[root@localhost folderA]#

rmdir command

The rmdir command can be used to delete a directory. rmdir, on the other hand, can only be used to delete empty directories.

Locate command

This command, like the search command in Windows, can be used to locate a file. Furthermore, if you use the -I argument with this command, it will search for files regardless of the case, allowing you to find a file even if you don't remember its exact name.

To search for a file that contains two or more words, use an asterisk (*)

For example, locate -i AAA*BBB command will search for any file that contains the word “AAA” and “BBB”, whether it is uppercase or lowercase.

if `you are using Centos, you will first need to install "locate":

Step 1: run: sudo yum install mlocate

Steo 2: run sudo updated


[root@localhost folderA]# locate -i file.txt
[root@localhost folderA]#

we can use '.' prior to our string, it will return all files with the specified file names

[root@localhost folderA]# locate .sys

find command

Find, like the locate command, searches for files and directories. The find command, on the other hand, is used to locate files within a given directory.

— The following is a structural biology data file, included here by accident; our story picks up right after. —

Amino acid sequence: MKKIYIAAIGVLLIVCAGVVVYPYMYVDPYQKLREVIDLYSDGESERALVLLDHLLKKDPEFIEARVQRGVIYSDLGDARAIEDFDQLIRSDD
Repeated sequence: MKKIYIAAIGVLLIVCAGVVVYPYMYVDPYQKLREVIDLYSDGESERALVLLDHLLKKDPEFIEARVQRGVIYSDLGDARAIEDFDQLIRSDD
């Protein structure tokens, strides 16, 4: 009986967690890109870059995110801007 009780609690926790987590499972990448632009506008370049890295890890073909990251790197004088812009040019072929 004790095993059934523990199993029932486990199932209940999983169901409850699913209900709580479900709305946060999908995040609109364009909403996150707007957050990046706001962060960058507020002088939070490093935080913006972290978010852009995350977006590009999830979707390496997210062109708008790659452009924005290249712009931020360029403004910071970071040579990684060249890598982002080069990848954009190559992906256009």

Example 1: Find all files in a folder

[root@localhost folderA]# find
[root@localhost folderA]#

Example 2: Find a specific file

[root@localhost folderA]# find -name newfile.txt

grep command

Grep is another basic Linux command that is unquestionably useful for everyday use. It allows you to search all of the text in a given file. For example, grep aa notepad.txt will look for the word aa in the notepad file. Lines containing the searched word will be displayed in their entirety.


Options Description-c : This prints only a count of the lines that match a pattern
-h : Display the matched lines, but do not display the filenames.
-i : Ignores, case for matching
-l : Displays list of a filenames only.
-n : Display the matched lines and their line numbers.
-v : This prints out all the lines that do not matches the pattern
-e exp : Specifies expression with this option. Can use multiple times.
-f file : Takes patterns from file, one per line.
-E : Treats pattern as an extended regular expression (ERE)
-w : Match whole word
-o : Print only the matched parts of a matching line,


Example :

David@DESKTOP-VIK2BBH MINGW64 /c/filesearch

$ ls


David@DESKTOP-VIK2BBH MINGW64 /c/filesearch
$ cat grep.txt
A “Timebox” is an agreed and limited period used by a
 person/team to perform a dedicated activity.